The medieval city of St. Emilion, an hour south of Mirambeau, has much to tantalize the inquisitive tourist behind its venerable walls, beyond its magnificent vintages. The legendary cathedral is a must-see with its impressive stonework, and catacombs carved out of limestone bedrock dating to Roman times. Over the past thirty years the city has transformed into a well-preserved monument of cobbled streets in good repair, which meander up the hillside- sturdy walking shoes suggested. Local wines of both stratospheric quality and price can be found on every lane in trendy little shops, not to mention accessories for the enthusiast, and fresh-baked signature gallettes of the region. The city is over-the-top touristy these days, but closing ones eyes allows a chance at fantasizing the village’s sleepy past, when it was only a dusty one-industry town. A number of excellent restaurants operate inside the city limits, though L’Envers du Décor gives a decidedly-less-than-gracious welcome, despite its reputation for decent food; unless truly desperate, the savvy traveler is advised to opt for any other establishment.

Only four chateaux in the region have the designation 1er Grand Cru Classé, and Chateau Belair is perhaps the most impressive to visit.

Situated on a promontory overlooking the lush valley of the Gironde, the chateau’s caves go seven levels below the hill, where limestone was quarried 250 years ago to build the city of Bordeaux. The intrepid tourist can follow a clearly marked path through the shadowy depths, down spiral staircases, past gated caverns where some of the greatest wines of the past two centuries silently reside. There is also the opportunity to buy select years and second growths -which cannot be found elsewhere- in the tiny store near the Belair visitor reception.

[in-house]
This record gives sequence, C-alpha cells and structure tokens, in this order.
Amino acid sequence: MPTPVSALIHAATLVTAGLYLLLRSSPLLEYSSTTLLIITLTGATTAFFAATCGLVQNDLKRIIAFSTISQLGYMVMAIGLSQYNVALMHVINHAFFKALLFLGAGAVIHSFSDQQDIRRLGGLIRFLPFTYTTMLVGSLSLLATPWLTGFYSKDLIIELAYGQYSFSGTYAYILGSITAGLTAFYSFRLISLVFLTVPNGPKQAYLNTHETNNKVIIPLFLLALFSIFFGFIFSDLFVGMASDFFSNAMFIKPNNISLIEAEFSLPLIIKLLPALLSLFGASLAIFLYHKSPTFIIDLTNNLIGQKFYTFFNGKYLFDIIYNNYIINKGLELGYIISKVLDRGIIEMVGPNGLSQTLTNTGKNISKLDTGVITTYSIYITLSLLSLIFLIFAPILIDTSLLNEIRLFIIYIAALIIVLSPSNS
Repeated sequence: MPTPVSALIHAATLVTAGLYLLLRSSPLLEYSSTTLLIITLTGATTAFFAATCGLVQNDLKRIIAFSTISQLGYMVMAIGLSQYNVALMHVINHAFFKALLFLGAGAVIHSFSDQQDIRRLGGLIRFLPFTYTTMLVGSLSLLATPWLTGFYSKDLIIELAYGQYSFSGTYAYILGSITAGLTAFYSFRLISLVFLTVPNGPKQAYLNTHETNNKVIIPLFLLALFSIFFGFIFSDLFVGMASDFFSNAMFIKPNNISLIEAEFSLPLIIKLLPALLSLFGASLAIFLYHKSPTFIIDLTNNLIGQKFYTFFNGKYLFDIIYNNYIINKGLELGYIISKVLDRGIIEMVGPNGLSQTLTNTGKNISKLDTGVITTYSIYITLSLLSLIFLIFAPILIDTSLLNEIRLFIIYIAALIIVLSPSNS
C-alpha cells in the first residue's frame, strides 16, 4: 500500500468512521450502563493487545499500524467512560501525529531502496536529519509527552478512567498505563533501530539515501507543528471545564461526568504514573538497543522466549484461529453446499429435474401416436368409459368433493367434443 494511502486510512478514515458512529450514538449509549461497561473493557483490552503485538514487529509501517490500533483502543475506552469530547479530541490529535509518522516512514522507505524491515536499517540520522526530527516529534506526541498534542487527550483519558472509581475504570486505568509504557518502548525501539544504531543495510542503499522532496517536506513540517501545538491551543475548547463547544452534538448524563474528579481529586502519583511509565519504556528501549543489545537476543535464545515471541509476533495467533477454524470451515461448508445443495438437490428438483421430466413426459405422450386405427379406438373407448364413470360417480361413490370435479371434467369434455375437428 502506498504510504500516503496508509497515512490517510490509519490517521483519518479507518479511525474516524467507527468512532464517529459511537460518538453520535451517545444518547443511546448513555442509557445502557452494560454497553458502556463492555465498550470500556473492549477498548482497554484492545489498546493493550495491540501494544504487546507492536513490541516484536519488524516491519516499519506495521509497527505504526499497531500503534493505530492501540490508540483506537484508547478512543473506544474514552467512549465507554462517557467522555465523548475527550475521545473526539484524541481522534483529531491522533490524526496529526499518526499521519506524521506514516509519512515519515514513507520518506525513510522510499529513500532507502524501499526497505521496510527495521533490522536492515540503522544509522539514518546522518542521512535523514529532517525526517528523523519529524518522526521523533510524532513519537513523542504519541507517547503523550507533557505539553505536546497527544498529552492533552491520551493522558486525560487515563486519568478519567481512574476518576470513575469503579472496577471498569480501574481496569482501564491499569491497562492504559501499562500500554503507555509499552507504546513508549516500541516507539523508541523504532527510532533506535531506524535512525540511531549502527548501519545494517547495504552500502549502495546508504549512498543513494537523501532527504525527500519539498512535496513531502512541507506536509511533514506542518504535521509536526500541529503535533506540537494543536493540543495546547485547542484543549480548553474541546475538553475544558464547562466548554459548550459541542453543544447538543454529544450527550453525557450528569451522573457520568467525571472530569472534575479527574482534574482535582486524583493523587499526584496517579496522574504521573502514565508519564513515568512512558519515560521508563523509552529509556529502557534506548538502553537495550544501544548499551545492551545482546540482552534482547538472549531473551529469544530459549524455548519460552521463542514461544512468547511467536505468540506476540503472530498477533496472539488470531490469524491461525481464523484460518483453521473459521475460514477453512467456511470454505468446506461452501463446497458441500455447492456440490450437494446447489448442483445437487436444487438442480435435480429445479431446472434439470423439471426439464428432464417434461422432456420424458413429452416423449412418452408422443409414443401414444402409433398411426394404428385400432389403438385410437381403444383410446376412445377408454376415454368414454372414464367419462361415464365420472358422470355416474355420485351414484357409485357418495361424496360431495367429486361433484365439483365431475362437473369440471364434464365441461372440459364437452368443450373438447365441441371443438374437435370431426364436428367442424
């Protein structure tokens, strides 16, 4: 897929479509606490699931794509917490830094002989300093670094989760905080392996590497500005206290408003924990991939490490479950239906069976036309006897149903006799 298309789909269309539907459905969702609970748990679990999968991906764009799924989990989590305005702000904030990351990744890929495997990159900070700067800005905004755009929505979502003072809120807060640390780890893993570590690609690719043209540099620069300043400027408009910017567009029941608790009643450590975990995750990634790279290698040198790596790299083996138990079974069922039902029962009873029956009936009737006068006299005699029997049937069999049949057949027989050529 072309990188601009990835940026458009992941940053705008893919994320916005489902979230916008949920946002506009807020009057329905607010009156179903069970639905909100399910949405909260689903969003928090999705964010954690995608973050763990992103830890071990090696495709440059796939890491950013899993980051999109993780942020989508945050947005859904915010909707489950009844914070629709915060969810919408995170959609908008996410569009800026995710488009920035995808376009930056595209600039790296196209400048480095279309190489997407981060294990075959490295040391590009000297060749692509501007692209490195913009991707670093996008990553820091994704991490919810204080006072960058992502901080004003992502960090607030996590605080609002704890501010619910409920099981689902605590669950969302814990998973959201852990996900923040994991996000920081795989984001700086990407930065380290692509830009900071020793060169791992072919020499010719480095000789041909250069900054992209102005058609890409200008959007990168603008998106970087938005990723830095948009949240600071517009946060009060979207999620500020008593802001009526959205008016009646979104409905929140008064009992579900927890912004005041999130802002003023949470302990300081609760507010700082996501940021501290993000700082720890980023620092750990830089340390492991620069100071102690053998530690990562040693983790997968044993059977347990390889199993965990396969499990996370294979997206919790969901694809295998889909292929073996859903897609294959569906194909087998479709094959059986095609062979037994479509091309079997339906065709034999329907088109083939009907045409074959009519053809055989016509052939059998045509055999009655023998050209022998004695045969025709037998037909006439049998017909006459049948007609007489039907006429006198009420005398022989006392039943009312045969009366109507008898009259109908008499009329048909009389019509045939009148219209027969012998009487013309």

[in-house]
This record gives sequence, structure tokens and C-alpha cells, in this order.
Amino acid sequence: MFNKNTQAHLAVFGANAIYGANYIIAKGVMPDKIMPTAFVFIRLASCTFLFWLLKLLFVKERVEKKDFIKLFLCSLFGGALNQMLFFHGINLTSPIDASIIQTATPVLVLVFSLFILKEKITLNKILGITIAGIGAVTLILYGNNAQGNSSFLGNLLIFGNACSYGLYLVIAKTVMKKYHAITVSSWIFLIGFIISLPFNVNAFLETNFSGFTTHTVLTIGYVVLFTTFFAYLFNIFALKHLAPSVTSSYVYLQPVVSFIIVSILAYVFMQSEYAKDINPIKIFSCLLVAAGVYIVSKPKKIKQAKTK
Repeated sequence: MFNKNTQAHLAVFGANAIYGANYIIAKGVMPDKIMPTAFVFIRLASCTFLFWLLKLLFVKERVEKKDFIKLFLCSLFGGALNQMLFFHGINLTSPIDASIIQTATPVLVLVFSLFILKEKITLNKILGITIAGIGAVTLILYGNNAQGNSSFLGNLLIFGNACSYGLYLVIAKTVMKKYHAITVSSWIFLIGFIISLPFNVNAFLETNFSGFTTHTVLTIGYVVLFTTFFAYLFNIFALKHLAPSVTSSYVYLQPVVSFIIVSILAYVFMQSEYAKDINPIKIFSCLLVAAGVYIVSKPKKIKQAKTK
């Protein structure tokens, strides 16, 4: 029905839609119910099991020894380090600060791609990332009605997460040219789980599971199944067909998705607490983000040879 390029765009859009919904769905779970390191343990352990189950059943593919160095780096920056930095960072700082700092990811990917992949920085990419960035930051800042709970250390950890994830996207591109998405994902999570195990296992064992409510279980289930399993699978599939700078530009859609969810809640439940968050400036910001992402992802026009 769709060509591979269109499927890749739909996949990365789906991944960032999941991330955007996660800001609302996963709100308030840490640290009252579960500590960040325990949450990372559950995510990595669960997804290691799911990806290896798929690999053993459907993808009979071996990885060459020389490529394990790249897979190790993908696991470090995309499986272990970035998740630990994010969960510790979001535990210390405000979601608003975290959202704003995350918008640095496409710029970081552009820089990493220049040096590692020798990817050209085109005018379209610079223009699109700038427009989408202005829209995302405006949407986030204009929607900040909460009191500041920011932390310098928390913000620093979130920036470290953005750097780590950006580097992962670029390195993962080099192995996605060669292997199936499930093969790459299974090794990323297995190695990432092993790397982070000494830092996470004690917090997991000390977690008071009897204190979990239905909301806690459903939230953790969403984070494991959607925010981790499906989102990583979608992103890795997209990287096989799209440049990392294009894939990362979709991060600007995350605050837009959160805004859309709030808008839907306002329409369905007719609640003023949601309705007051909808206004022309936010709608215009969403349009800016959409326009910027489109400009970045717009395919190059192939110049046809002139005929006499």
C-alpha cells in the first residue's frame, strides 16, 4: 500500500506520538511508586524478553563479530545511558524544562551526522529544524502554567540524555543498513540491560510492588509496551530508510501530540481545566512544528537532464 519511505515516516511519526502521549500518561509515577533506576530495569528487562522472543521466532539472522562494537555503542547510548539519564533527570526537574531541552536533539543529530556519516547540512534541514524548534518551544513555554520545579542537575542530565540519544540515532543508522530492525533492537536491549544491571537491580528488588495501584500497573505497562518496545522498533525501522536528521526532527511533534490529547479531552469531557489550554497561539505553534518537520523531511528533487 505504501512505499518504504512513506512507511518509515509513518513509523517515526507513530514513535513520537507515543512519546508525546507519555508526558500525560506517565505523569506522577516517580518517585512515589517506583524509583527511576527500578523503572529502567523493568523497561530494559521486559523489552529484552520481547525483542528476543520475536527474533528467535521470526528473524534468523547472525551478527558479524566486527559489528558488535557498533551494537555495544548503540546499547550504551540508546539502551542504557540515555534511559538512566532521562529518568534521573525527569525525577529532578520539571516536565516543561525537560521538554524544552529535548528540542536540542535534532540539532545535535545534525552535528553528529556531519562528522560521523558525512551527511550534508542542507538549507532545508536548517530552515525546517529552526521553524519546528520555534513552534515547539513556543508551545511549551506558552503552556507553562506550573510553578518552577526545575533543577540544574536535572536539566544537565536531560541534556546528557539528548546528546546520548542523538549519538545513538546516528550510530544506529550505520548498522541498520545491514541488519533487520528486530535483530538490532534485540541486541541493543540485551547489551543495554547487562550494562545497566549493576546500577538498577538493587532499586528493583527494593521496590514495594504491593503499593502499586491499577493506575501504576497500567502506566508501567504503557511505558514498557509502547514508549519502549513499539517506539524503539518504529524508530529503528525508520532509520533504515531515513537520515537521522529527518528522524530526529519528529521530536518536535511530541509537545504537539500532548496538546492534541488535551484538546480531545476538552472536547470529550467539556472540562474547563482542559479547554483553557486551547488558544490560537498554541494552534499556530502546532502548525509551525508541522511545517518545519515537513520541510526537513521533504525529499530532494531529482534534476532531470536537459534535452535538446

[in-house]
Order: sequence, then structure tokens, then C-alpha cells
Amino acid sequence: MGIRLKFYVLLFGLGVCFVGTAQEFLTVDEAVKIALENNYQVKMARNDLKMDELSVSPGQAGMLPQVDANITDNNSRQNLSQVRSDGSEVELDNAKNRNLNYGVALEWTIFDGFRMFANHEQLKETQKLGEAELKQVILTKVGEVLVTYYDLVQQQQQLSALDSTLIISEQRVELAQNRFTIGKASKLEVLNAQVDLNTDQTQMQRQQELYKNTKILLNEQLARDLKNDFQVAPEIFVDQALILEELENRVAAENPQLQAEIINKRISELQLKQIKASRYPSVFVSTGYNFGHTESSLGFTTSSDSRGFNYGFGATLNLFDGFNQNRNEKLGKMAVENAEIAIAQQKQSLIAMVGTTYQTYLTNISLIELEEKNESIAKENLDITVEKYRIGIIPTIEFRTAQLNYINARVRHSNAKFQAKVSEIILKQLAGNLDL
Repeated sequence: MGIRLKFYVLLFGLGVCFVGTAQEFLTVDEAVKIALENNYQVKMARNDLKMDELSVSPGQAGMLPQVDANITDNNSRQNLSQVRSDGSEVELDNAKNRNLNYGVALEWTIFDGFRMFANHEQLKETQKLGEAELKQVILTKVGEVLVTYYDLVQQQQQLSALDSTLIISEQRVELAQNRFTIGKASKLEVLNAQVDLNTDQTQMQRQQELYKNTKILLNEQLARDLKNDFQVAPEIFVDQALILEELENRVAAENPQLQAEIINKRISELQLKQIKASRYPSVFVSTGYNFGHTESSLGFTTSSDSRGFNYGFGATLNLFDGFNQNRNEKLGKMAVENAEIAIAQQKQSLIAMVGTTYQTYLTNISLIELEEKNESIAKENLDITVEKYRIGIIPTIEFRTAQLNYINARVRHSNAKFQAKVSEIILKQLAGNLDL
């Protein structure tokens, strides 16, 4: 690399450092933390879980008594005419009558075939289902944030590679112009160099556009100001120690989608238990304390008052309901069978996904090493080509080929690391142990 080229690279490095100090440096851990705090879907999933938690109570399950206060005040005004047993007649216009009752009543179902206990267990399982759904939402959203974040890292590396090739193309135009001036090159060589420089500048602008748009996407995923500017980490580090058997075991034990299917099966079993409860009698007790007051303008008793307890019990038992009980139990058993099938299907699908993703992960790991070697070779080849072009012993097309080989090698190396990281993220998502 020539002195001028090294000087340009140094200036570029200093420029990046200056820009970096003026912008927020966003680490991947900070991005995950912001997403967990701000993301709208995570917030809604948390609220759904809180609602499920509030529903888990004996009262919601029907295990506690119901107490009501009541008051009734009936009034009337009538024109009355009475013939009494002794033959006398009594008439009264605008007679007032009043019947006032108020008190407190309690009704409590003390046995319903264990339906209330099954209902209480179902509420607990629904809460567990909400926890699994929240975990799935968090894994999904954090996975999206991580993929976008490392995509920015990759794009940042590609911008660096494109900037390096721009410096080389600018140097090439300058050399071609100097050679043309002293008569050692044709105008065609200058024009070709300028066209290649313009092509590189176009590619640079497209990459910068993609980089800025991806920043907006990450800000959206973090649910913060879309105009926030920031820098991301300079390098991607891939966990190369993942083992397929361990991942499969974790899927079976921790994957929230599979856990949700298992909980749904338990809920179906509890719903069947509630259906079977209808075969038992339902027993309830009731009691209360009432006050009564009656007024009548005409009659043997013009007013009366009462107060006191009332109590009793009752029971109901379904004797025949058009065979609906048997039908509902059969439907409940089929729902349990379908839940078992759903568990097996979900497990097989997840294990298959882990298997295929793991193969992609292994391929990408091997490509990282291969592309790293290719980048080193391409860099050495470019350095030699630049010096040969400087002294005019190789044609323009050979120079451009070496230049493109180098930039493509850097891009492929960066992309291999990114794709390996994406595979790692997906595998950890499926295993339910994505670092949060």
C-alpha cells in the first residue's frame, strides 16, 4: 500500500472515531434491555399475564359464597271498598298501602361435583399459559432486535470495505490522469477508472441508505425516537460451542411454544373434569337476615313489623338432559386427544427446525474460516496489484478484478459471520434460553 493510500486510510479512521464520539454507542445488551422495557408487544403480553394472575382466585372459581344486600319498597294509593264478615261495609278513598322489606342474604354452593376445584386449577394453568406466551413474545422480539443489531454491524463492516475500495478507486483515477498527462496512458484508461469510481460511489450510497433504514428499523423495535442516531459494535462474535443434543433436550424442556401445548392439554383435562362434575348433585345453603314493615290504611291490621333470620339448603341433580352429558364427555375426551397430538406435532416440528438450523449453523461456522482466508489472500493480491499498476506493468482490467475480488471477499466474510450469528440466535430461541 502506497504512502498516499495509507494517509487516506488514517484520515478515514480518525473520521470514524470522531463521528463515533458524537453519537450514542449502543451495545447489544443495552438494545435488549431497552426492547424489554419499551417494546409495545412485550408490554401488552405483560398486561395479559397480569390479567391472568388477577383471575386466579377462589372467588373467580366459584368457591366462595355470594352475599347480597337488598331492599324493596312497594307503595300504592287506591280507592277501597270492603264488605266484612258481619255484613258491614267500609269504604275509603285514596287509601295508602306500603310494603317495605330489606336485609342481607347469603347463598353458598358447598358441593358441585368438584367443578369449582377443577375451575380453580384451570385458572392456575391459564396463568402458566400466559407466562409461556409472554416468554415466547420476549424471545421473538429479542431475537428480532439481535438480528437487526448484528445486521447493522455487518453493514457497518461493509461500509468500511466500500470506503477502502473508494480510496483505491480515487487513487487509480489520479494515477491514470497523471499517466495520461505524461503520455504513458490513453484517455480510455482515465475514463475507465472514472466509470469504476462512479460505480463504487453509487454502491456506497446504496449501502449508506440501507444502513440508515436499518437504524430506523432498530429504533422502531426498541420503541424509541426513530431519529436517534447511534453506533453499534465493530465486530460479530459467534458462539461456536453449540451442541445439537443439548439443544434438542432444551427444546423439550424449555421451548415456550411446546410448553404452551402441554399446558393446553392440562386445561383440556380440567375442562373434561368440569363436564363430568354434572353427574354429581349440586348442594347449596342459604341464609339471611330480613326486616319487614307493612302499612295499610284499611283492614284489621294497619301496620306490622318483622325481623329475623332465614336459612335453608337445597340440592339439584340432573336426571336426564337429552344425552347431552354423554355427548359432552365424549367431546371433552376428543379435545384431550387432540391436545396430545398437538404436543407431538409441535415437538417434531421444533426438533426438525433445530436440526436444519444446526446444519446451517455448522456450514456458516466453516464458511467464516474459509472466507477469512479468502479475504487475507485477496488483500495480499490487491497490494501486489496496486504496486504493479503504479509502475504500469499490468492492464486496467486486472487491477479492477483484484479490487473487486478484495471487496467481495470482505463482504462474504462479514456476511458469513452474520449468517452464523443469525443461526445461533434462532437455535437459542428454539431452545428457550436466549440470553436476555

The great winemaker J.J. Nouvel, who ran renowned Chateau Gaillard for a half century, has retired, but his nephew Claude Nouvel carries on the tradition of this respected St. Emilion family with exceptional low production from Chateau Petit Gravet.

The winery and its vines nestle at the base of the hill, just across the road from the southern vineyards of Belair. Nouvel’s wines of superb value are truly outstanding Grand Crus, blended with a passion and understanding that only generations of winemaking can yield. Stock up on as many of the 2002 Marie Louise bottling as you can (€24/bottle until 15 January 2008); these wines cellar well, and will only get better as the years pass. Petit Gravet operates a small retail store at the edge of town, but tours of the modest winery can also be arranged, with barrel tastings by special arrangement.

Authentic treasures like these abound in all of Bordeaux, an area of history, incredible sensory pleasure and natural beauty. The rest of the world exerts its magnetic influence, drawing the wine lover to newer vineyards and younger countries. Ultimately you must return to these fields to appreciate what two millennia of true craft has meant, which is simply the inspiration for the next generation of winemaking, and the lofty standards to which all who follow can only aspire.

Château de Mirambeau (a Relais & Chateaux property)

F-17150 Mirambeau, France

Tel 33 05 46 04 91 20

Remy Martin

Chateau Belair


33330 Saint-Emilion


Tél 33 05

Chateau Petit Gravet

2, rue de la Madeleine

33330 Saint-Emilion

Tel 05 57 24 76 45